David reminds the king that men can be known by their fruits and, in the words of the ancient proverb, he quotes, "Out of the wicked comes forth wickedness" (v133). David has done nothing wicked towards Saul, and he assures Saul his hand will not be against him in the future (v13). He also reminds the king that his fears about David are exaggerated and he shows his humility by likening himself to a dead dog and to a single flea (v14). How can such a great man as Saul, with all his military might, have such fears about David?
David closes his argument by telling Saul that he has committed himself into God's care. He has left judgment and retribution to God. He looks to God for justice and for protection from Saul's attacks (v15) and, with this, David rests his case. Saul was clearly shocked to hear his name called out by David and, in his seriously sinful state, began to cry and, in his confused way, even admitted his mistake (v171):
And he said to David, Thou art more righteous than I, for thou hast rewarded me good, whereas I have rewarded thee evil. And thou hast shewed this day how that thou hast dealt well with me: forasmuch as when the Lord had delivered me into thine hand, thou killedst me not. For if a man find his enemy, will he let him go well away? wherefore the Lord reward thee good for that thou hast done unto me this day.
Saul lifted up his voice, weeping, calling David his "son." We see again how David's humility made it so much easier for Saul to call David this after David had first called him his "father" in verse 11, and after David bowed down to him as a faithful servant to the king. It is obvious that David had Saul's life in his hands, and spared it. How unlike himself David is! Saul confesses that David is righteous, but he is not. He has done wickedly towards David, and yet David has done "good" towards him in response. David would not have let him go if he were his enemy, and thus he must be his friend and so Saul invokes God's blessings upon David. We hear clearly from the mouth of Saul that he certainly recognized at this moment, if not so clearly at other times, the future position of David (v201):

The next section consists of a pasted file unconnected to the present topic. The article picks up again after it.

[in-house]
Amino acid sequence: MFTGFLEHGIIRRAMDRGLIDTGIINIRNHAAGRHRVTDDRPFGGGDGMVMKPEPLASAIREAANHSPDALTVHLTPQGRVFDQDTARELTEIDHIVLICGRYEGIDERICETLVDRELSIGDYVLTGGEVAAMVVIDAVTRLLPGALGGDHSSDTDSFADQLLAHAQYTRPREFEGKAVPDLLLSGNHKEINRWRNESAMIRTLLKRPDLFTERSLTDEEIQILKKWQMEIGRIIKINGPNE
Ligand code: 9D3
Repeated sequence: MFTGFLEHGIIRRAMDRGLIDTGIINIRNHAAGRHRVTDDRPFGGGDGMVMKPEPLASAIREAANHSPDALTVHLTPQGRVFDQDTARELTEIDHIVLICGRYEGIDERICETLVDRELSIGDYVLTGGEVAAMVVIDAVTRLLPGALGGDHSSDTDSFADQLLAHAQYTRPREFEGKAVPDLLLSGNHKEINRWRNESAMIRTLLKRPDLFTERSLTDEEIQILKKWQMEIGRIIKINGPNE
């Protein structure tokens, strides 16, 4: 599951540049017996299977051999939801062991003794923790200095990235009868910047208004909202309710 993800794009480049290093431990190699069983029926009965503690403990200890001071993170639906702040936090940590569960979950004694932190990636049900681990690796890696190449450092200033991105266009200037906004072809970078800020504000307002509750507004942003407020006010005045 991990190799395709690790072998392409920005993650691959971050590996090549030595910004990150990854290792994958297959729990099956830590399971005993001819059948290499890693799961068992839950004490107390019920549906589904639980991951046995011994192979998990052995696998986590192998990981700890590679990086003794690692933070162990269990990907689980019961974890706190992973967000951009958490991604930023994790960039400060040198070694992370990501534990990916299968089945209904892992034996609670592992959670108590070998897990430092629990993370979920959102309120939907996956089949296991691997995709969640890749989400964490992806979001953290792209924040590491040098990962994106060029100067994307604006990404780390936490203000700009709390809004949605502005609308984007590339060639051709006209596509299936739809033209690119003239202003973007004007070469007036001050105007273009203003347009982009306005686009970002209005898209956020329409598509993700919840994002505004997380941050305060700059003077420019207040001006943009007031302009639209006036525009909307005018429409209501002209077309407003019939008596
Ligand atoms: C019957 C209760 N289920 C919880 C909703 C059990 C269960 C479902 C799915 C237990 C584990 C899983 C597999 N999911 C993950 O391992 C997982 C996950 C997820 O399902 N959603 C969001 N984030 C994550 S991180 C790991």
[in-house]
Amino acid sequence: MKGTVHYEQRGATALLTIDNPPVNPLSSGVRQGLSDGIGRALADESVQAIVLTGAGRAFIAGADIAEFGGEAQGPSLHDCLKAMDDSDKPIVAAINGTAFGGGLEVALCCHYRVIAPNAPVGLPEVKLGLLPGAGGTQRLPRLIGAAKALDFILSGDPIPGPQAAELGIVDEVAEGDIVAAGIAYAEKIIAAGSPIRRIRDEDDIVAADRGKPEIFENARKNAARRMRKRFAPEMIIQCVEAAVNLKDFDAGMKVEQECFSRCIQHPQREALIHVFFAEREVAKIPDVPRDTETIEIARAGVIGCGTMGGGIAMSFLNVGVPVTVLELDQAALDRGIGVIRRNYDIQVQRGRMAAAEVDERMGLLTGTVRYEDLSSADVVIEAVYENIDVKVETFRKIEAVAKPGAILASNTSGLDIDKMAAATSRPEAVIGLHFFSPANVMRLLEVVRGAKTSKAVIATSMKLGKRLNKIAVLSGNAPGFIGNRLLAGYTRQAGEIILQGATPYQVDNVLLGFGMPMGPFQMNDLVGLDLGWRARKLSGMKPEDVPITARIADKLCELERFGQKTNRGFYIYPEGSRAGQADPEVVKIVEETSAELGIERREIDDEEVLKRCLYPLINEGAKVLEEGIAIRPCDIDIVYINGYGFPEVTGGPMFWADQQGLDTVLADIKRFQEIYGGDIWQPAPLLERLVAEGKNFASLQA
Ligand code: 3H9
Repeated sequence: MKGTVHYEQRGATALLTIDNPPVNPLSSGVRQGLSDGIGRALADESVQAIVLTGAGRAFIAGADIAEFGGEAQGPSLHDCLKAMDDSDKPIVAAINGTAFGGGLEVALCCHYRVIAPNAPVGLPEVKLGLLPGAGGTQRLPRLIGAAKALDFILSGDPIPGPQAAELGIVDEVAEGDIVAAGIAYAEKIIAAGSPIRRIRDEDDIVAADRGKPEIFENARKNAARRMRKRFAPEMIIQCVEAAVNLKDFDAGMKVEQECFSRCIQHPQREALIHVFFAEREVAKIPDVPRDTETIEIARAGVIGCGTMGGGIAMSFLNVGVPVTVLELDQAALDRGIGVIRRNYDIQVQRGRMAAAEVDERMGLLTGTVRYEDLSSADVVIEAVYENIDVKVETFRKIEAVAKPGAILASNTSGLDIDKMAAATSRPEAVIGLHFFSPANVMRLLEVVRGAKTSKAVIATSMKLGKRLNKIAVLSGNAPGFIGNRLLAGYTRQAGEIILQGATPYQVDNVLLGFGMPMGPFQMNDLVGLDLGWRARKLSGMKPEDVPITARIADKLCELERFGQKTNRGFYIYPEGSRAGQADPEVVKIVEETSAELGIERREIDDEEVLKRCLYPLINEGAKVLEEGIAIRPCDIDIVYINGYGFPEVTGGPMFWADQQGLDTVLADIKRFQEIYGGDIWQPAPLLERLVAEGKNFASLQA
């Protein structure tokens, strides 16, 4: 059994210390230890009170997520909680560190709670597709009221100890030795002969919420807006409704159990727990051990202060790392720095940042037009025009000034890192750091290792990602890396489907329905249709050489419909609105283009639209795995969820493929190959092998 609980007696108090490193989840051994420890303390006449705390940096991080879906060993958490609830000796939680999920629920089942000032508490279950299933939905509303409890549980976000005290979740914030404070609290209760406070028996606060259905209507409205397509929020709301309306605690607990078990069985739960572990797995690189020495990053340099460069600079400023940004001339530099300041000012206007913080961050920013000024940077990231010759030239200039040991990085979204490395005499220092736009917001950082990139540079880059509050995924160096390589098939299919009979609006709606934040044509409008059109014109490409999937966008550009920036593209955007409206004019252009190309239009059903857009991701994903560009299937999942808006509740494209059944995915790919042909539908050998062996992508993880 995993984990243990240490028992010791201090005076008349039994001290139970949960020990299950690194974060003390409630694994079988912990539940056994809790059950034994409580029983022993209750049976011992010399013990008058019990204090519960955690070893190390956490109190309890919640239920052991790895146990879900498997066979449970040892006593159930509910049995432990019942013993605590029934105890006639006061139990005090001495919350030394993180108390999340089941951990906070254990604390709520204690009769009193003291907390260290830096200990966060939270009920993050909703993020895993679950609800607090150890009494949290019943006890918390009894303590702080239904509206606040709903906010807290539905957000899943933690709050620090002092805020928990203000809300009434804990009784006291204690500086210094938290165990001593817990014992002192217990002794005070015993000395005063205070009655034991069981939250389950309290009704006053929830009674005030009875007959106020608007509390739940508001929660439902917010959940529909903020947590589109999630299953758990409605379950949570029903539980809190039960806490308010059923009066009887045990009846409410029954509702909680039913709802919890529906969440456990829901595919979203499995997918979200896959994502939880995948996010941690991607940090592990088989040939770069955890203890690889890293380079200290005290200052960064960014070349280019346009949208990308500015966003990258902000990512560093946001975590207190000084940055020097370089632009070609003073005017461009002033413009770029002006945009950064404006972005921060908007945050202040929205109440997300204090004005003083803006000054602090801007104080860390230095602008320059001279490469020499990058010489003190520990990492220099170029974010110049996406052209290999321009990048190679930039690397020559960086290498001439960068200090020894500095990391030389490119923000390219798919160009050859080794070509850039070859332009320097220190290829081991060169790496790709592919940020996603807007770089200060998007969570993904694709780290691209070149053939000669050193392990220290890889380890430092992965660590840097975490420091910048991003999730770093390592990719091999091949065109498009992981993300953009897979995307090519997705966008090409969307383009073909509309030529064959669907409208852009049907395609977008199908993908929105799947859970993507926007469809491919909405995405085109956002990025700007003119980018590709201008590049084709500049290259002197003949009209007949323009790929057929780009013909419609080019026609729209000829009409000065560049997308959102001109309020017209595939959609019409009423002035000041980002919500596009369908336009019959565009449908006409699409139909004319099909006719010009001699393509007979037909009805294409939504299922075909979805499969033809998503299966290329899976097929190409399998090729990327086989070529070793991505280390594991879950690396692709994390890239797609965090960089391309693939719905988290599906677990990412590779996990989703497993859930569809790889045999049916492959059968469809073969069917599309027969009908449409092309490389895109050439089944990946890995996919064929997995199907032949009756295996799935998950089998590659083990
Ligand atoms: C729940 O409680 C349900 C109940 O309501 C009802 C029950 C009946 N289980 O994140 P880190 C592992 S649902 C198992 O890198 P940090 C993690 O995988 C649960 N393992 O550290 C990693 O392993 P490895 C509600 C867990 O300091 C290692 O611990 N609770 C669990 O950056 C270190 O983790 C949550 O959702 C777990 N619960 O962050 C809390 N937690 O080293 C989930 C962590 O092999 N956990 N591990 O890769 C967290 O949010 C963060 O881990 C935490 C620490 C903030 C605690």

"And now, behold, I know well that thou shalt surely be king, and that the kingdom of Israel shall be established in thine hand."
We might ask why Saul did not repent and welcome David home? The answer can only be that he was now so thoroughly evil! He even asked, "Swear now therefore unto me by the Lord, that thou wilt not cut off my seed after me, and that thou wilt not destroy my name out of my father's house". David swore without any trace of guile and Saul returned home (24:22) while David and his men returned to the stronghold. We know that David had already sworn this same oath to Jonathan (20:15-16) but, by now, Saul appears unable to act rationally and we remember that he had committed his third tragic sin in the murder of the priests of Nob. David is probably hopeful that his troubles with Saul have ended, but he is no fool. Saul had "repented" before (cf. 19:1-7), but it did not last long. David will see what Saul's long-term response is by watching from a distance. The other side of this coin is that, by his future covert acts against the enemies of Israel, David is still serving Saul in a backhanded fashion. If there is any temptation for the people to turn to David and turn against Saul then David will keep his distance, staying out of the public eye so that Saul's popularity and position will not be undermined by anything David does.